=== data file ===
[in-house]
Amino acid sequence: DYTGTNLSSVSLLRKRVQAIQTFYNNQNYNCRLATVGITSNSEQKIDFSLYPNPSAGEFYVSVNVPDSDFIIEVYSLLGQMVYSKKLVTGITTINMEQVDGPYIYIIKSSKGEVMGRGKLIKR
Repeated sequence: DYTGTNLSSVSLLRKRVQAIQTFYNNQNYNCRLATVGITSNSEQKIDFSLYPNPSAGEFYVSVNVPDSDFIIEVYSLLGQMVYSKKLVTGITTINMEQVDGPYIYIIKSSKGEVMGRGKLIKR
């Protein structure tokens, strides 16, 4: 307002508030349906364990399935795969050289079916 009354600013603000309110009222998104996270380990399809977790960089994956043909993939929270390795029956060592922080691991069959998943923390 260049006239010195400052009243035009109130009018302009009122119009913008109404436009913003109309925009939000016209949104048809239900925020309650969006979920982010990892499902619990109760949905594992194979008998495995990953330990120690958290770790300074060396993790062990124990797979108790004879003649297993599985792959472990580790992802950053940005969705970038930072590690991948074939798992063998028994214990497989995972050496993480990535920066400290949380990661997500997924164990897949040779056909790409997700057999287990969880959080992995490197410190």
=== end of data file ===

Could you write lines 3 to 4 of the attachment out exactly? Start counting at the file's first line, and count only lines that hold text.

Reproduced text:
Repeated sequence: DYTGTNLSSVSLLRKRVQAIQTFYNNQNYNCRLATVGITSNSEQKIDFSLYPNPSAGEFYVSVNVPDSDFIIEVYSLLGQMVYSKKLVTGITTINMEQVDGPYIYIIKSSKGEVMGRGKLIKR
């Protein structure tokens, strides 16, 4: 307002508030349906364990399935795969050289079916 009354600013603000309110009222998104996270380990399809977790960089994956043909993939929270390795029956060592922080691991069959998943923390 260049006239010195400052009243035009109130009018302009009122119009913008109404436009913003109309925009939000016209949104048809239900925020309650969006979920982010990892499902619990109760949905594992194979008998495995990953330990120690958290770790300074060396993790062990124990797979108790004879003649297993599985792959472990580790992802950053940005969705970038930072590690991948074939798992063998028994214990497989995972050496993480990535920066400290949380990661997500997924164990897949040779056909790409997700057999287990969880959080992995490197410190």